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A CurtainUp Review
By Elyse Sommer
Joel, the precocious youngster who created the sock puppet Greek Tragedies described in the above quote may or not be Jenkins' alter ego. But I suspect there's a lot of Joel in both both him and Stanton. For sure, the two men had a great deal of fun creating this backstage/onstage two-hander: the story of the events pertaining to an adaptation of Euripides' Ion played out on the 59E59 Theater A stage when A Body of Water is dark. Like Joel, Jenkins and Stanton fearlessly take on male and female characters and enact their multi-faceted interconnected story without sets or costume changes. They even do their own sound effects.
Primary Stages deserves a resounding shout out for smart management. Allowing Love Child to occupy the theater when the company's main production is dark makes economic sense. Naturally, it requires a play that can function without dismantling the other play's set.
While the program for Love Child does feature some designer credits, Neal Patel's contribution consists of six mismatched chairs and a few drop cloths tossed over his more elaborate Body of Water set. If costumer Candice Donnelly made any contribution, it must have been to help the actors decide which slacks and t-shirts to pull out of their apartment closets. But there are more reasons this dual scheduling deserves applause: It gives two new playwrights a chance to try out their work before an audience and, being actors as well as writers, to give themselves a thorough workout. What's more, the minimal production costs give Primary Stages a chance to offer audiences live theater for the price of a movie.
What about Love Child's entertainment value? The actors' energy and versatility and their lightning fast character switches are something of an acting master class. Their farce isn't serious competition to the likes of Boeing, Boeing but Love Child is also a farce. However, it relies on the escalating zaniness and the speedy and, at times almost simultaneous, back and forth jumps among some twenty character to substitute for a conventional farce's slamming doors. For all its barest of bare bones structure and the emphasis on lots of laughs, the play also insists on donning a serio-comic double mask, and the result is poignant but also something of a mixed bag.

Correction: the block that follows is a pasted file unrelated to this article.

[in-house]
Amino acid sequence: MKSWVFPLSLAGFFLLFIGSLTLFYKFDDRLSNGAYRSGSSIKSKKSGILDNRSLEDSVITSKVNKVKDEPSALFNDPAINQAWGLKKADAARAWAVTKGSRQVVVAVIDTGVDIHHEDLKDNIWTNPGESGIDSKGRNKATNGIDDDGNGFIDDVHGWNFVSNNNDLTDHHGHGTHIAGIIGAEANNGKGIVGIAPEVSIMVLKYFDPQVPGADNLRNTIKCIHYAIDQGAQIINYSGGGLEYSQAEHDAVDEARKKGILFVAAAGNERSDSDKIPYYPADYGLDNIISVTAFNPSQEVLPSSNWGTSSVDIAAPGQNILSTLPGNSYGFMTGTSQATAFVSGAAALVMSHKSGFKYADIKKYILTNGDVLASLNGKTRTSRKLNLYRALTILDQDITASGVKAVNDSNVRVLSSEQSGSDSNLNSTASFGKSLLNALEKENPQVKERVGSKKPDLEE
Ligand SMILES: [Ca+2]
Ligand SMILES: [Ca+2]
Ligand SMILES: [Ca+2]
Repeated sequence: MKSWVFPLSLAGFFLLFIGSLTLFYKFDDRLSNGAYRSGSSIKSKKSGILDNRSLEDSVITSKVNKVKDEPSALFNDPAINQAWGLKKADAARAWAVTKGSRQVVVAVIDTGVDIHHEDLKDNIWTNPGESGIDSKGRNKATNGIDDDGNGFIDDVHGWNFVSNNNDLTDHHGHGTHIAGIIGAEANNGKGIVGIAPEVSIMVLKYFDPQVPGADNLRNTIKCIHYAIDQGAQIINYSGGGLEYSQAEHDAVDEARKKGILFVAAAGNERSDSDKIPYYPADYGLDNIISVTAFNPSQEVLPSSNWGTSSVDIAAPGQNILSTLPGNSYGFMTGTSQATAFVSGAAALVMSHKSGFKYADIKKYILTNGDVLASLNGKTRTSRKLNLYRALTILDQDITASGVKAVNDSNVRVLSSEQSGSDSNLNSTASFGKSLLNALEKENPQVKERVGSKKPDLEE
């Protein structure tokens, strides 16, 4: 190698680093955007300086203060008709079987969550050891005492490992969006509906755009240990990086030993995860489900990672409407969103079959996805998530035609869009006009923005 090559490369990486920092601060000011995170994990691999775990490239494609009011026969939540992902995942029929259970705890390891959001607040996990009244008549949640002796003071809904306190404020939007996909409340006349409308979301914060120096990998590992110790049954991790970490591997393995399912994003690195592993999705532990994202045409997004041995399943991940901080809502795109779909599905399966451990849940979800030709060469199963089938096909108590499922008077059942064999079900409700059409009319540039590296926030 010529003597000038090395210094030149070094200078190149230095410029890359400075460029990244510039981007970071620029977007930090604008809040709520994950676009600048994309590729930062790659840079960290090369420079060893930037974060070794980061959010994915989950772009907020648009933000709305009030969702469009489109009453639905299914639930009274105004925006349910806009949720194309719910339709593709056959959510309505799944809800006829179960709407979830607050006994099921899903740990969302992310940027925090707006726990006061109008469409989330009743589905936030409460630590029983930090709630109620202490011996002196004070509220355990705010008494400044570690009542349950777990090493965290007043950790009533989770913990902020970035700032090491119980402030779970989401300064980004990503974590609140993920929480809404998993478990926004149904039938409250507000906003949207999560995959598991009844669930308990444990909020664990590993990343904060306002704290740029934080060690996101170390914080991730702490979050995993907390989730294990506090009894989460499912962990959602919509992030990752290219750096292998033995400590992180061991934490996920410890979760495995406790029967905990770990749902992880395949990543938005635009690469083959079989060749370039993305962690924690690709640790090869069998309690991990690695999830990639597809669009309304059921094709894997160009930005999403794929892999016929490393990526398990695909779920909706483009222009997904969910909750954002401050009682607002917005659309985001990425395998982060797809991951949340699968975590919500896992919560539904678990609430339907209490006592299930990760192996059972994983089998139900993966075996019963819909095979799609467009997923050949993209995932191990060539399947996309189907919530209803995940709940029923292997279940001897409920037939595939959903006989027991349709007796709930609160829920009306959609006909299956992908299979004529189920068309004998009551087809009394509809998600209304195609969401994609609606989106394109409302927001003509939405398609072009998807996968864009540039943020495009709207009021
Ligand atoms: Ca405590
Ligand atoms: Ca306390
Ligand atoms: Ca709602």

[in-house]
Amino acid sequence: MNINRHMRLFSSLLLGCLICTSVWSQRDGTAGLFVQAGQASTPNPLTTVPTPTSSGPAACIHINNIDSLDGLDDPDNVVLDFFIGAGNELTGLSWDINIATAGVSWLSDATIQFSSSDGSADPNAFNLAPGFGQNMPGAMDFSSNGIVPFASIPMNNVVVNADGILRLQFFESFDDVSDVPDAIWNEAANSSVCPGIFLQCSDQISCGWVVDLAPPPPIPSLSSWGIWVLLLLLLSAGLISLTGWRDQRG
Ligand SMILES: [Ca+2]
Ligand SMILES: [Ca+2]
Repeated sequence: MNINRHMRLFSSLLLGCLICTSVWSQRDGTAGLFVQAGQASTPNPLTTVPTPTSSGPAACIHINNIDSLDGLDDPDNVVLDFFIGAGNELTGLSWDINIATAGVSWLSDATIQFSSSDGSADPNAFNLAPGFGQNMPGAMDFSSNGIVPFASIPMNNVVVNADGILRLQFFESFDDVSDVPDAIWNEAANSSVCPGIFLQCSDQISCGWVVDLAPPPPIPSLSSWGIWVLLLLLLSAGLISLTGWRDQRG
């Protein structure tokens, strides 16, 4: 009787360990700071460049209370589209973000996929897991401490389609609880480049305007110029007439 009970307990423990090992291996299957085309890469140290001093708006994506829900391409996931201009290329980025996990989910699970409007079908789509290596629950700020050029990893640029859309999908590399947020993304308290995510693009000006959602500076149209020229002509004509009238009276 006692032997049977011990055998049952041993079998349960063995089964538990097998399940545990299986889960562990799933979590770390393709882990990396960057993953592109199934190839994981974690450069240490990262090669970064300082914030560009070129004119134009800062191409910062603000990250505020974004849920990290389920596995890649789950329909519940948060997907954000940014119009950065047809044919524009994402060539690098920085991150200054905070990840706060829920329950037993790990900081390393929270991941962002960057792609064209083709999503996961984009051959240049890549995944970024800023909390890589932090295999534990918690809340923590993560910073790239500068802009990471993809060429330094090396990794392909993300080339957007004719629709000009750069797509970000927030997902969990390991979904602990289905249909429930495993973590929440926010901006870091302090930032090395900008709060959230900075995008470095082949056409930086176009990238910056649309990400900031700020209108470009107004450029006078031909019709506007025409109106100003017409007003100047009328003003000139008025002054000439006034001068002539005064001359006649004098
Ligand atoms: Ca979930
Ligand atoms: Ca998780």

At the heart of the farcical Greek tragedy is a family whose careers are in a downward spiral: Joel, an actor and director of a theater company dedicated to updating classics (to wit the Euripides Ion that he's staging in a Brooklyn warehouse); his father Richard is also an actor whose latest gig is as Funnybones, a clown for a restaurant chain); and Ethel his has-been agent and mother whose all about Eve assistant has deserted to William Morris with all her clients except Joel. Amusing and at times amazing as the navigation among these and the other characters are, the actors' moving to different chairs as a means of signalling their change of character gets to be somewhat tiresome and requires really close attention to avoid confusion.
Carl Forsman's direction strikes the exactly right mood and pace, with just enough pauses in the ever mounting frantic doings. However, some of the shtickier funny business, like Ethel and Kay's bathroom exchanges are excessive and Forsman might have been well advised to persuade Jenkins and Stanton to stick to the play's original 65-minute run time. At 80 minutes, the chair hopping persona changes sag at midpoint. Fortunately, the savvy auteur/actors evenually pick up fresh steam by zestfully breaking the fourth wall and invading the audience's territory — giving a nip and tuck to the sagging serio-comic mask.